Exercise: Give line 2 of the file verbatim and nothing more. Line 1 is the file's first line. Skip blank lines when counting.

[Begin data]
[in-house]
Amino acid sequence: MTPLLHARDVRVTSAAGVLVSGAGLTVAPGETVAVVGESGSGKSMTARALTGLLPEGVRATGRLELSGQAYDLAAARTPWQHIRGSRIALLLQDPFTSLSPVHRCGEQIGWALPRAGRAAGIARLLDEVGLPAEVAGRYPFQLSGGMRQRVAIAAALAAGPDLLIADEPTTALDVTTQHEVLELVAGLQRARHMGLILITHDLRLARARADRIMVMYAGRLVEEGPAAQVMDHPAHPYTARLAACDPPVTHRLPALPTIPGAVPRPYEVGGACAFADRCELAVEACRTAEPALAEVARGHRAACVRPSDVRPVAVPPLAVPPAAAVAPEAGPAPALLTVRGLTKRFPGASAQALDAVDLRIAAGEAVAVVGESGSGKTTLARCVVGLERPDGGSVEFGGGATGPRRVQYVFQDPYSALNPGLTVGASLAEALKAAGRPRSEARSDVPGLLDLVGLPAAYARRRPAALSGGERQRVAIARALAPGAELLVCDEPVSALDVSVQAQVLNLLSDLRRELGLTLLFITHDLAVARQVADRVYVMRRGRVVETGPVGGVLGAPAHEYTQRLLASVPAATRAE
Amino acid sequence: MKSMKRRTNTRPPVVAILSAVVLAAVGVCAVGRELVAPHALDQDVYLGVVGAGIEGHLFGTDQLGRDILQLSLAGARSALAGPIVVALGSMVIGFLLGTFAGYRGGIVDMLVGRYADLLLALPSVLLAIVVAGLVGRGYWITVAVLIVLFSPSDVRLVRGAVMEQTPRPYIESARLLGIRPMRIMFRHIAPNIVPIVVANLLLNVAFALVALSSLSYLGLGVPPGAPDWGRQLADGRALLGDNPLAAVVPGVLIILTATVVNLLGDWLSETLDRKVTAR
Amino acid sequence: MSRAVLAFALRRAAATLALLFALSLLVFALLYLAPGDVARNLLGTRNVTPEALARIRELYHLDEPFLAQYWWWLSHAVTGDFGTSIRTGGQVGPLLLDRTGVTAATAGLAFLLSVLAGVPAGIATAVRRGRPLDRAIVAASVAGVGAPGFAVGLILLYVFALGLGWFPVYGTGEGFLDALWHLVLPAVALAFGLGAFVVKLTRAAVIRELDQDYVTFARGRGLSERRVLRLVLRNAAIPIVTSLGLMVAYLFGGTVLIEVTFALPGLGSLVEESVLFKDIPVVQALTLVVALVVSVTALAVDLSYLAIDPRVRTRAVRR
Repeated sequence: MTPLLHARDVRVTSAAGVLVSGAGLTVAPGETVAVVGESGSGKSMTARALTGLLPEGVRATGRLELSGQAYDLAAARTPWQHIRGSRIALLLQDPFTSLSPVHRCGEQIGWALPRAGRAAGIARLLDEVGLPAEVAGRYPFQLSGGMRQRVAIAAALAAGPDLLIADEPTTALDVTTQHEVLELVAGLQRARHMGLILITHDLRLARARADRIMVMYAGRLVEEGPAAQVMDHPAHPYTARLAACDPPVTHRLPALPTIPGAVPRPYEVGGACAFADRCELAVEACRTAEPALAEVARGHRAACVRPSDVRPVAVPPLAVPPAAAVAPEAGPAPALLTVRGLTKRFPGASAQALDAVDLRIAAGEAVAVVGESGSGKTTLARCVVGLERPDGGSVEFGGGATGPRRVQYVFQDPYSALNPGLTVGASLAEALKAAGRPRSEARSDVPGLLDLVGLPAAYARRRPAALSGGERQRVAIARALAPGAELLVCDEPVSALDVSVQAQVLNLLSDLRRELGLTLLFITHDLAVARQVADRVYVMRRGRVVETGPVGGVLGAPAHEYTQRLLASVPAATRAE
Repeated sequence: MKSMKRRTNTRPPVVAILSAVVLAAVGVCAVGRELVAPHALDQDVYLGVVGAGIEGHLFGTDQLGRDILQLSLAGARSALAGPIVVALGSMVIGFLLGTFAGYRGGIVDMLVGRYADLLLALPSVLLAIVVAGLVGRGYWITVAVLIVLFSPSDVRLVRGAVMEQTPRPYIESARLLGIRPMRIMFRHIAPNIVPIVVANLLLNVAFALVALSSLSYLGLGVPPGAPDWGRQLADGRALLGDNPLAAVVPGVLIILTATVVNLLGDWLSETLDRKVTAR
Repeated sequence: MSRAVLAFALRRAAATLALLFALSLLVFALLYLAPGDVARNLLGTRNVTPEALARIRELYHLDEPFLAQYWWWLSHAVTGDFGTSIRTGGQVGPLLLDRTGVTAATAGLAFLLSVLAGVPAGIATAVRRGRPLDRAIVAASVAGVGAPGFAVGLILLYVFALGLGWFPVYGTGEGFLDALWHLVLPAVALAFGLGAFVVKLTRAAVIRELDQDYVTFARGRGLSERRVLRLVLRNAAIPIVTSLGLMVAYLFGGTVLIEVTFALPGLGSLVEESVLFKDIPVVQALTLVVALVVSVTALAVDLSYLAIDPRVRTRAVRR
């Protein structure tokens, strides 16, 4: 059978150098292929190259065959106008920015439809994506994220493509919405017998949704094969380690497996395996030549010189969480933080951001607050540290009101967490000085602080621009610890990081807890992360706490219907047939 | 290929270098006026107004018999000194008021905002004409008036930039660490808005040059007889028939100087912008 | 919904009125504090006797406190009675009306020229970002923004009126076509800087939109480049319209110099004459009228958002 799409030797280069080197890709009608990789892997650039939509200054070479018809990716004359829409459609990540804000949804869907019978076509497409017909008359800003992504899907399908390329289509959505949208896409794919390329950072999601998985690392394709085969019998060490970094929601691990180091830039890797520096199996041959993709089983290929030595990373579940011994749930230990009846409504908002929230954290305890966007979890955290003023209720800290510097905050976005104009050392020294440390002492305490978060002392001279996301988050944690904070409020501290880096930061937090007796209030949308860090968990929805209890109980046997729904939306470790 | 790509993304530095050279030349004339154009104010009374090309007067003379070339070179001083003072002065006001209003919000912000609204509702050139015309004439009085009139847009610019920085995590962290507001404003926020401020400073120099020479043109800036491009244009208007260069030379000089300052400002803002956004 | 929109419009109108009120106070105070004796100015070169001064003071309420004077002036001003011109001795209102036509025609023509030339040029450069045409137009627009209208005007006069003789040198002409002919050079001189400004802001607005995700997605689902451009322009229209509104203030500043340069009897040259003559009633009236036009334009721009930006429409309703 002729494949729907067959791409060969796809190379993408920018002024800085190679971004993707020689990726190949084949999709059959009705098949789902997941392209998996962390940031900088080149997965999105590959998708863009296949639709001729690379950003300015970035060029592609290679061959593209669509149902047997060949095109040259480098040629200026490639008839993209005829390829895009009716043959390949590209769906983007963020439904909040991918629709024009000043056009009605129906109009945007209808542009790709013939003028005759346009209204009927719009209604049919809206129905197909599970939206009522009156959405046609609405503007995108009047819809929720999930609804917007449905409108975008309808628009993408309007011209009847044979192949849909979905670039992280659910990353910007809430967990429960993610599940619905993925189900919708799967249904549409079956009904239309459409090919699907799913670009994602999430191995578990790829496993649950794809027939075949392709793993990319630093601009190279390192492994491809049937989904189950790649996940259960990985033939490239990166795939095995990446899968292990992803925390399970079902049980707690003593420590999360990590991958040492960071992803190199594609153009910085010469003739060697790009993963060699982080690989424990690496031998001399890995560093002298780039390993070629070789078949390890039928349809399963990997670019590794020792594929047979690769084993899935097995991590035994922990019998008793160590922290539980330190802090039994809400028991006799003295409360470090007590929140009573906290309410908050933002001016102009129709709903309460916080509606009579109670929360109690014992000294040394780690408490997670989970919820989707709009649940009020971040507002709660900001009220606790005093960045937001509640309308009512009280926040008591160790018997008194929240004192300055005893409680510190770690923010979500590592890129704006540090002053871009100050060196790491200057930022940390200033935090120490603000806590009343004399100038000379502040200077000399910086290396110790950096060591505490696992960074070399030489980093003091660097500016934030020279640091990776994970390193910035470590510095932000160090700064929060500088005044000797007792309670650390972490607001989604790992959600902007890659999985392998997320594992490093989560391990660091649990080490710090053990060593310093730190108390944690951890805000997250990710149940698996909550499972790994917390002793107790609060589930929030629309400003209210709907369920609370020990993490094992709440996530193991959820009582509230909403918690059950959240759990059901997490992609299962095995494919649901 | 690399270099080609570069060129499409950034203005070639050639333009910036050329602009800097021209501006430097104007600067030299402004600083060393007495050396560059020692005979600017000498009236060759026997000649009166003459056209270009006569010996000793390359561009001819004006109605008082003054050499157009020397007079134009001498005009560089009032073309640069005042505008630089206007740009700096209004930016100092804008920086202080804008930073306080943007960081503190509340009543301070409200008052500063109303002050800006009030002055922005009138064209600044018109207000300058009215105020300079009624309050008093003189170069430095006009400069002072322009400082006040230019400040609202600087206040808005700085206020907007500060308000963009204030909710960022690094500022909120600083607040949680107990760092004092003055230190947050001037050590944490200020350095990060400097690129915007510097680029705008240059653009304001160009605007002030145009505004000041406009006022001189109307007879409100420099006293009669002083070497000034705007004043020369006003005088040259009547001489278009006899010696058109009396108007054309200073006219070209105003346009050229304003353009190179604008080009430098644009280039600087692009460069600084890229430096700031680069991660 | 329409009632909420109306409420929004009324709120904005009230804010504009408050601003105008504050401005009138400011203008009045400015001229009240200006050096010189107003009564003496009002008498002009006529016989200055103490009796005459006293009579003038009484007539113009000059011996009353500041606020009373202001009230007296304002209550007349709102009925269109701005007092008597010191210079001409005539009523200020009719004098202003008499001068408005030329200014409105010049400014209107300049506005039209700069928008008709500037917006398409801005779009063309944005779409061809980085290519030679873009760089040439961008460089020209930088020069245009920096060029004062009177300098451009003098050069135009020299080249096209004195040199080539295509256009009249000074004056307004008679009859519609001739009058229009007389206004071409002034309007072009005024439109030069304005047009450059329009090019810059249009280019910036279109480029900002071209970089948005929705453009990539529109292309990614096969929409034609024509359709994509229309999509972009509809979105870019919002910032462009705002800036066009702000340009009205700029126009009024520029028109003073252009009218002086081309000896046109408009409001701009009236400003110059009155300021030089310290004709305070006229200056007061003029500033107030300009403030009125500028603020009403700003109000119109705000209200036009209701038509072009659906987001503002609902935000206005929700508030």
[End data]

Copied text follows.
Amino acid sequence: MTPLLHARDVRVTSAAGVLVSGAGLTVAPGETVAVVGESGSGKSMTARALTGLLPEGVRATGRLELSGQAYDLAAARTPWQHIRGSRIALLLQDPFTSLSPVHRCGEQIGWALPRAGRAAGIARLLDEVGLPAEVAGRYPFQLSGGMRQRVAIAAALAAGPDLLIADEPTTALDVTTQHEVLELVAGLQRARHMGLILITHDLRLARARADRIMVMYAGRLVEEGPAAQVMDHPAHPYTARLAACDPPVTHRLPALPTIPGAVPRPYEVGGACAFADRCELAVEACRTAEPALAEVARGHRAACVRPSDVRPVAVPPLAVPPAAAVAPEAGPAPALLTVRGLTKRFPGASAQALDAVDLRIAAGEAVAVVGESGSGKTTLARCVVGLERPDGGSVEFGGGATGPRRVQYVFQDPYSALNPGLTVGASLAEALKAAGRPRSEARSDVPGLLDLVGLPAAYARRRPAALSGGERQRVAIARALAPGAELLVCDEPVSALDVSVQAQVLNLLSDLRRELGLTLLFITHDLAVARQVADRVYVMRRGRVVETGPVGGVLGAPAHEYTQRLLASVPAATRAE